fMy journey with running began in 2009 after confronting some rather unflattering photos, at which time I said to myself, “Ok, woman, you gotta get yourself together and do something about this, you’re only 25 years old!” I had never been a runner in a real sense before. I played soccer in high school, which, yes, is a form of running in itself, but I had never participated in track or strived for time goals or distances. I casually ran a mile or two here and there in college, but never consistently. That day, though, I committed to my first 5k with some other non-runner friends, and we began training together. Our goal race was the annual Jingle Bell 5K that takes place the day after Thanksgiving. Needless to say, after that race, I was hooked. I was inspired by own ability to achieve something I never thought I could and even enjoyed it. From then on, I continued doing 5ks, then upped the ante to 10ks, half-marathons, and eventually ran the Chicago Marathon in October of 2018.
Running has allowed me to not only grow personally in time and distance, but it has allowed me to expand my social circle and develop some of the closest relationships that I’ve ever had. I love running just about anywhere. If it’s a hilly, challenging route through various neighborhoods in town, I prefer to be with others, if for no other reason so someone can listen to me whine. Just ask any of my good running buddies! However, there’s nothing quite like a solo run on a country gravel road as the sun sets and the air is cool and calm. I’ll tolerate heat but give me snow and cold weather any day. It lessens the amount of complaining exponentially. Ya girl can’t tolerate the heat, I guess. Following a good run, like most runners, I think, I love me some carbs. Any form will do: pizza, pasta, bread, ice cream…I’m not picky.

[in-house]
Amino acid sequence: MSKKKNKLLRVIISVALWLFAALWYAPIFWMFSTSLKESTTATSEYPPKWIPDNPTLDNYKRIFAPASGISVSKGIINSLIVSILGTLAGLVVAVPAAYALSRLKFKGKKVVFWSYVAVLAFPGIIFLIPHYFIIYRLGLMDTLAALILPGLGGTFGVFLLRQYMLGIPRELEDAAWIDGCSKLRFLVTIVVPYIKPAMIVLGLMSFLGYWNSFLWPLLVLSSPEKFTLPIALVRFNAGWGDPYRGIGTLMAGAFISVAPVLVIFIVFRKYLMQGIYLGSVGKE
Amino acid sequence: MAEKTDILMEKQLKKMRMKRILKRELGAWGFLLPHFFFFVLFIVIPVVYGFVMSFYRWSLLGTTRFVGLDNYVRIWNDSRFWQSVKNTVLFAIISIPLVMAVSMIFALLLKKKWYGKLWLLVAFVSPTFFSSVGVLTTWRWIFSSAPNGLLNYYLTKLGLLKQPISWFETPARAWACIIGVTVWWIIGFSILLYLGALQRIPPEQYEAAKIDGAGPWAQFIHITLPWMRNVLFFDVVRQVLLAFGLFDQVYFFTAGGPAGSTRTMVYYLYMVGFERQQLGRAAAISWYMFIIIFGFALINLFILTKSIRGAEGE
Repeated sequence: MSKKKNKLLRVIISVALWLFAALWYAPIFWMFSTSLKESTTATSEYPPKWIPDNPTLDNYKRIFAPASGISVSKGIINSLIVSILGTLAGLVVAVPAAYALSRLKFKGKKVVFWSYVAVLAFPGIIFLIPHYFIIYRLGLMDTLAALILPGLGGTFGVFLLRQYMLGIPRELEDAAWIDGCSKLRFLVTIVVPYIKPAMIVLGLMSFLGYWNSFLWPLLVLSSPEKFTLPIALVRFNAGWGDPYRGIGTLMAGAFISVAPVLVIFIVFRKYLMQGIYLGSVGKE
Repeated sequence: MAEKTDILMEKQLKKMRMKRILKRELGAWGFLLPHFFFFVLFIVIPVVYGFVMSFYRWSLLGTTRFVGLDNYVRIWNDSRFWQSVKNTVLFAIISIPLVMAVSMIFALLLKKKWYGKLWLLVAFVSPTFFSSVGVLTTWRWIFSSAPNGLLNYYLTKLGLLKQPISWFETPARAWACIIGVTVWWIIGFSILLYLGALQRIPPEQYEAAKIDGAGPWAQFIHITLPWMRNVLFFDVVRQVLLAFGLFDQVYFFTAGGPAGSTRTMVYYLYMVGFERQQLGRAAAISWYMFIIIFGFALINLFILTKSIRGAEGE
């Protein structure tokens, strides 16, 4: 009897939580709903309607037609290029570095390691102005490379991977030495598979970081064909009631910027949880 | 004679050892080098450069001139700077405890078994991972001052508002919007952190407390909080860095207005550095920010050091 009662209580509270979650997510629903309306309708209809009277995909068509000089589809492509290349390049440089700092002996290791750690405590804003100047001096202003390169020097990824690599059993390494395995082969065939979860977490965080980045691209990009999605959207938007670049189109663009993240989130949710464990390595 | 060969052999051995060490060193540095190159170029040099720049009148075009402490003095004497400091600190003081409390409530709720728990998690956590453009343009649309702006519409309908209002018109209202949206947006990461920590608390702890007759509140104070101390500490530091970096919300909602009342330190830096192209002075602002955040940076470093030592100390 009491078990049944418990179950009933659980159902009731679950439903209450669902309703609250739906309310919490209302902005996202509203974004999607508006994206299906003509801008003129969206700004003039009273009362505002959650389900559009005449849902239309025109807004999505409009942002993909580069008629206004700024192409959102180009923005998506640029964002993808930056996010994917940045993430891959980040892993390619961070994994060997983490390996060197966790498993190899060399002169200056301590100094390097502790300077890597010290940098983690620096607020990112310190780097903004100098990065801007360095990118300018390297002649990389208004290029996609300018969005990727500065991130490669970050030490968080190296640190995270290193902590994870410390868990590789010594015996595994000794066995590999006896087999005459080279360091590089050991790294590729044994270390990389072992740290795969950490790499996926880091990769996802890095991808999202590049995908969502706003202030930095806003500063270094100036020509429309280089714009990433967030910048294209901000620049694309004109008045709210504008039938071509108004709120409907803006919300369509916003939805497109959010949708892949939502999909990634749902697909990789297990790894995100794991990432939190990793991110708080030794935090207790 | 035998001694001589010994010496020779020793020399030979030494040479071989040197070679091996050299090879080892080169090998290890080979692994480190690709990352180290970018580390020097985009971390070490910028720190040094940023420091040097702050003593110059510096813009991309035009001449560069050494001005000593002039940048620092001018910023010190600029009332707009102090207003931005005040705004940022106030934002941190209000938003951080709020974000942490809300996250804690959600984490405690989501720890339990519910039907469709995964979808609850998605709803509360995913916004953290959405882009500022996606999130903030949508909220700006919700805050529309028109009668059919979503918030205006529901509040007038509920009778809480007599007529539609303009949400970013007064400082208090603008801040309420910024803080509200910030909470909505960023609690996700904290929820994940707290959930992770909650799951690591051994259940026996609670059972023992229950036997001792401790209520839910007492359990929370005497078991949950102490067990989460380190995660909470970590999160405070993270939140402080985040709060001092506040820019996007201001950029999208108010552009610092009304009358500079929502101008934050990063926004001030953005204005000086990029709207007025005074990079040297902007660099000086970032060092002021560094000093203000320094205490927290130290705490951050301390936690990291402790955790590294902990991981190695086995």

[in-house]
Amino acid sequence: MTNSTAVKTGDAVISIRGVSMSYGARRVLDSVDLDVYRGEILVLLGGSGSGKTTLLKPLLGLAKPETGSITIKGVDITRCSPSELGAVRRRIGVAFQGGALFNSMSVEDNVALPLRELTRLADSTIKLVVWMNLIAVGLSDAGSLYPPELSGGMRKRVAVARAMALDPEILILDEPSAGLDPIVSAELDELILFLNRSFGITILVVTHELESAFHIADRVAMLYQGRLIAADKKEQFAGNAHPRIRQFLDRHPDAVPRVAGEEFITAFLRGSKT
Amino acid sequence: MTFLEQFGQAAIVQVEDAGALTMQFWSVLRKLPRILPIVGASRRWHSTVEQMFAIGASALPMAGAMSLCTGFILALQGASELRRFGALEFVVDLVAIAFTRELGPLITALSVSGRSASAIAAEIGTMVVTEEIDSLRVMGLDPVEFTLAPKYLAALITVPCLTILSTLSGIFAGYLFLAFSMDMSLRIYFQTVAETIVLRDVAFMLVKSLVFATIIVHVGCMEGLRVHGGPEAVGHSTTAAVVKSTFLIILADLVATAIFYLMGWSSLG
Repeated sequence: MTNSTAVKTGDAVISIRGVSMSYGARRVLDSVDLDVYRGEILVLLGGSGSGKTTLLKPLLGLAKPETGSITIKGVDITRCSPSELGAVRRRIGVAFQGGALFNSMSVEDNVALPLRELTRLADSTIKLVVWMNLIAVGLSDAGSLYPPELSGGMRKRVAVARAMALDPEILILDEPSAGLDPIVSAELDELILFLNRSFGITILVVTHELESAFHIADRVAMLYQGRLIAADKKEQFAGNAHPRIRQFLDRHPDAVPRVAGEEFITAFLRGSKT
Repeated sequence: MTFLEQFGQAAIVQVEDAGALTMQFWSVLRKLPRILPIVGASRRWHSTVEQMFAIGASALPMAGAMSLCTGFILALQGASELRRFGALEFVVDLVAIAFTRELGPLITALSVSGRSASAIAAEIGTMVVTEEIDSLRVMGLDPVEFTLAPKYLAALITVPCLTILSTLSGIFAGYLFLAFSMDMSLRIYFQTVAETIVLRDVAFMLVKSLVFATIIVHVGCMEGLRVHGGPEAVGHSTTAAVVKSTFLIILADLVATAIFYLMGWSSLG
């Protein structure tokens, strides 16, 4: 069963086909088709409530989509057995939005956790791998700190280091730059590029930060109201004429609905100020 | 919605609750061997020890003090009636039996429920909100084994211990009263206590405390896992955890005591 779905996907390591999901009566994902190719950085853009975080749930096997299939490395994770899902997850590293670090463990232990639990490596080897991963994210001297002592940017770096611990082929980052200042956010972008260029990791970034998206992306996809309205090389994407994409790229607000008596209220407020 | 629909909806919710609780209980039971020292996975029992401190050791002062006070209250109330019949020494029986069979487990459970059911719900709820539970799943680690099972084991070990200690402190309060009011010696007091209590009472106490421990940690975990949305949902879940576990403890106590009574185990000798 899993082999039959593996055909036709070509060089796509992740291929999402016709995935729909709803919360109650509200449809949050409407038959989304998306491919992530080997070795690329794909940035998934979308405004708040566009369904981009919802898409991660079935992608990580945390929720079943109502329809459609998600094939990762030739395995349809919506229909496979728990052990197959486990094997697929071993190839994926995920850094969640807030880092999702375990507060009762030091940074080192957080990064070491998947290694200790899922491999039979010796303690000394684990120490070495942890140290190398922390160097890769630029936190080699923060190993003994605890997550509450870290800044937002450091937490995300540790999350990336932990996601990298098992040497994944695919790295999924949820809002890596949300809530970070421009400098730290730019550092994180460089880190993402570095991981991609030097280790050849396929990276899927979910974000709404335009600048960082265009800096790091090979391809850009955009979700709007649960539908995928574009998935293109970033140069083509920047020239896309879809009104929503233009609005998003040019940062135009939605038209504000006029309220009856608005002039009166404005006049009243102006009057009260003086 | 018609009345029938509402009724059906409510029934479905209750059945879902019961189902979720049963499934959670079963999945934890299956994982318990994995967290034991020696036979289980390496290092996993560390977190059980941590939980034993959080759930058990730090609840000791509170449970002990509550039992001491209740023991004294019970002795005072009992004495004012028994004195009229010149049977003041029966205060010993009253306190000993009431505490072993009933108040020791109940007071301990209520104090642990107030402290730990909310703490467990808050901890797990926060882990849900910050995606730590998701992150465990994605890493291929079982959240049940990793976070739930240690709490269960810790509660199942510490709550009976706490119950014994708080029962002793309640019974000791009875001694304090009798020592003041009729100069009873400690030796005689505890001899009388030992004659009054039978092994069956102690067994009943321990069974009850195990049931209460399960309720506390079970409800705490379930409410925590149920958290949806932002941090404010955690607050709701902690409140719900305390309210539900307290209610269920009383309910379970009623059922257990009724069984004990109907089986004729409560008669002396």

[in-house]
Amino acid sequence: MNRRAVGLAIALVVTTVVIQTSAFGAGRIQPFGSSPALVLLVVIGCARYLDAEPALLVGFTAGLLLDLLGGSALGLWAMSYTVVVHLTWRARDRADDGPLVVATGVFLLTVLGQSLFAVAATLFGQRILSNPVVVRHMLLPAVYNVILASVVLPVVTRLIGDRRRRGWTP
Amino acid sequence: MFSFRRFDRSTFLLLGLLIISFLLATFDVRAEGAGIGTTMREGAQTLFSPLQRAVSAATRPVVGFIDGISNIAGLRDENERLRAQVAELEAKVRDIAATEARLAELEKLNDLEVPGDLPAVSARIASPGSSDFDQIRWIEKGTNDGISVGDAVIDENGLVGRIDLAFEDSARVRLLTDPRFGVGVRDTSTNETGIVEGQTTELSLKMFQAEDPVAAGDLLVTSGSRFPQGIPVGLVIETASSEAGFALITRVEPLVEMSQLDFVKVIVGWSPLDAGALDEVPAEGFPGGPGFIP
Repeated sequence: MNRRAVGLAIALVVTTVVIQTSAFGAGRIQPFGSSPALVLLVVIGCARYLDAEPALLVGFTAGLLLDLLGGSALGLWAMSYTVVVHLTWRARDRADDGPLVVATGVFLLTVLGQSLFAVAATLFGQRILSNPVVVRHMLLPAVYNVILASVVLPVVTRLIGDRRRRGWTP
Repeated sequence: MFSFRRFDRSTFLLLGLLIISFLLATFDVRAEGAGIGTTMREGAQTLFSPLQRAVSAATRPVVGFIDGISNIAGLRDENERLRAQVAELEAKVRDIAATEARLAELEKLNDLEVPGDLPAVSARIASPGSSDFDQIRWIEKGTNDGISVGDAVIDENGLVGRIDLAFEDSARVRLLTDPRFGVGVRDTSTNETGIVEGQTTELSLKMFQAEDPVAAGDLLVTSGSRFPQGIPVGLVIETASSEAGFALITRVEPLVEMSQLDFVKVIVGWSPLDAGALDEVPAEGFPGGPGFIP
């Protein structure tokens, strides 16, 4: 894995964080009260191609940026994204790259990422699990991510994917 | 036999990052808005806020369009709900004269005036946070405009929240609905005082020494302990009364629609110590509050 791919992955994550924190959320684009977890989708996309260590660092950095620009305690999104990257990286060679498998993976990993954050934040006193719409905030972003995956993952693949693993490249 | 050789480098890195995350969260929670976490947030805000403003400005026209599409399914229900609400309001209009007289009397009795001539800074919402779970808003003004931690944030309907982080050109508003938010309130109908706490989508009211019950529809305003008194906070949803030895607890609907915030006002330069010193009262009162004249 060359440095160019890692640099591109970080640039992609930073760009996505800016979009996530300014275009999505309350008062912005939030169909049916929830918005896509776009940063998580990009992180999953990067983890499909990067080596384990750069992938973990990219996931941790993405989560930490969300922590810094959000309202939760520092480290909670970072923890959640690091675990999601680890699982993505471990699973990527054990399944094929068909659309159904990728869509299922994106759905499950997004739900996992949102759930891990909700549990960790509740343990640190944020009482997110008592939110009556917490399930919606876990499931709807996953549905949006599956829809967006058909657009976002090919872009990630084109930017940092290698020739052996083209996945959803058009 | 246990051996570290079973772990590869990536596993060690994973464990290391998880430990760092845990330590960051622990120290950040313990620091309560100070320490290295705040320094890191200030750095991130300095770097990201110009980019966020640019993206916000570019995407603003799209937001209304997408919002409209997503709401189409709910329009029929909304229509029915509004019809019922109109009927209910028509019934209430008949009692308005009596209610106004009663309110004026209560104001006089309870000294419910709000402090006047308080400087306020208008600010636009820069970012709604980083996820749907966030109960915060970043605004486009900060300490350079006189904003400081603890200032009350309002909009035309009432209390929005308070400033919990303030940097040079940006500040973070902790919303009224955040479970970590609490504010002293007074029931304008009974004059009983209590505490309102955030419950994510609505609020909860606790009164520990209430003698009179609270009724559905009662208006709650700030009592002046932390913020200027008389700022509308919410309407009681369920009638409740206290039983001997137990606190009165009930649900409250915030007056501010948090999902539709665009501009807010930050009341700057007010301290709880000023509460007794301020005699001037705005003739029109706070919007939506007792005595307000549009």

I have unfortunately experienced a variety of injuries related to overuse, from a suspected stress fracture to IT band issues. The problem with my IT band was my first hard lesson learned about the importance of a proper fitting shoe. I think the most important thing for me when dealing with injury is learning patience and grace with myself. While being sidelined does potentially decrease my fitness, creating a potentially more catastrophic problem by not listening to my body helps no one. Overtraining and a fiercely competitive spirit have been some of my biggest pitfalls and barriers in my running journey, and I must admit that social media can play a large part in that. There’s this inherent desire to be better and do more than the next person, and this can not only lead to disappointment and feelings of inadequacy but has arguably been the reason for some of my injuries in the past.
If I had any advice for someone who was thinking about starting a running journey, I’d have to rip off Nike and say, “Just do it”. I’ve learned that there is no true definition of a runner. If you’re moving your body and finding yourself chasing that “high” and loving it, you’re a runner. You don’t have to meet a certain pace or distance you just have to do it and love it. Trust me, if you had asked me 12 years ago if I’d ever picture myself being a runner, I’d have laughed so hard. Yet here I am. Dozens of races under my belt and probably thousands of miles under my feet. I’ve had some of the greatest accomplishments of my life with running and developed some of the best relationships I could have ever imagined. I owe my sobriety to the sport and the people who have supported me through it. There is literally no downside to trying.
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